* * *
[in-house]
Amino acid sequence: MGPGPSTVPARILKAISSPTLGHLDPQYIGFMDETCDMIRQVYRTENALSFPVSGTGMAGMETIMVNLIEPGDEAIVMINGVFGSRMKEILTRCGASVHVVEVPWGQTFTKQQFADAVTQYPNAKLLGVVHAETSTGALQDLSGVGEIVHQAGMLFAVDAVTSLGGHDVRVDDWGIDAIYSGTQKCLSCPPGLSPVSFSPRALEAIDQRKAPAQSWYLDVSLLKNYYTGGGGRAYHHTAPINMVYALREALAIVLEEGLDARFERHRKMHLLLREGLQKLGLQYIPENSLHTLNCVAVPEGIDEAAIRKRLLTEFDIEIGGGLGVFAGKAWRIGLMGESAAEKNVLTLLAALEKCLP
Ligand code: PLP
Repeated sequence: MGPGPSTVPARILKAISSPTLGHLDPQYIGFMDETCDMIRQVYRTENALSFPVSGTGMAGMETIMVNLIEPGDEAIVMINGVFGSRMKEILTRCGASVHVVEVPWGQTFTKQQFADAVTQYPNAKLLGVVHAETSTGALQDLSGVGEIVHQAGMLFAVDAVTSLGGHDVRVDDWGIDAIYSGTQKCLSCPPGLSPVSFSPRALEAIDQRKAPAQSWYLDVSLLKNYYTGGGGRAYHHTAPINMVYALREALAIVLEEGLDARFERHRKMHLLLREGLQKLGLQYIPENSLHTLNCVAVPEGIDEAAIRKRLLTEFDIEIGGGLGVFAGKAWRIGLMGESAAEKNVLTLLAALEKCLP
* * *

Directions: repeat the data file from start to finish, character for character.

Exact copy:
[in-house]
Amino acid sequence: MGPGPSTVPARILKAISSPTLGHLDPQYIGFMDETCDMIRQVYRTENALSFPVSGTGMAGMETIMVNLIEPGDEAIVMINGVFGSRMKEILTRCGASVHVVEVPWGQTFTKQQFADAVTQYPNAKLLGVVHAETSTGALQDLSGVGEIVHQAGMLFAVDAVTSLGGHDVRVDDWGIDAIYSGTQKCLSCPPGLSPVSFSPRALEAIDQRKAPAQSWYLDVSLLKNYYTGGGGRAYHHTAPINMVYALREALAIVLEEGLDARFERHRKMHLLLREGLQKLGLQYIPENSLHTLNCVAVPEGIDEAAIRKRLLTEFDIEIGGGLGVFAGKAWRIGLMGESAAEKNVLTLLAALEKCLP
Ligand code: PLP
Repeated sequence: MGPGPSTVPARILKAISSPTLGHLDPQYIGFMDETCDMIRQVYRTENALSFPVSGTGMAGMETIMVNLIEPGDEAIVMINGVFGSRMKEILTRCGASVHVVEVPWGQTFTKQQFADAVTQYPNAKLLGVVHAETSTGALQDLSGVGEIVHQAGMLFAVDAVTSLGGHDVRVDDWGIDAIYSGTQKCLSCPPGLSPVSFSPRALEAIDQRKAPAQSWYLDVSLLKNYYTGGGGRAYHHTAPINMVYALREALAIVLEEGLDARFERHRKMHLLLREGLQKLGLQYIPENSLHTLNCVAVPEGIDEAAIRKRLLTEFDIEIGGGLGVFAGKAWRIGLMGESAAEKNVLTLLAALEKCLP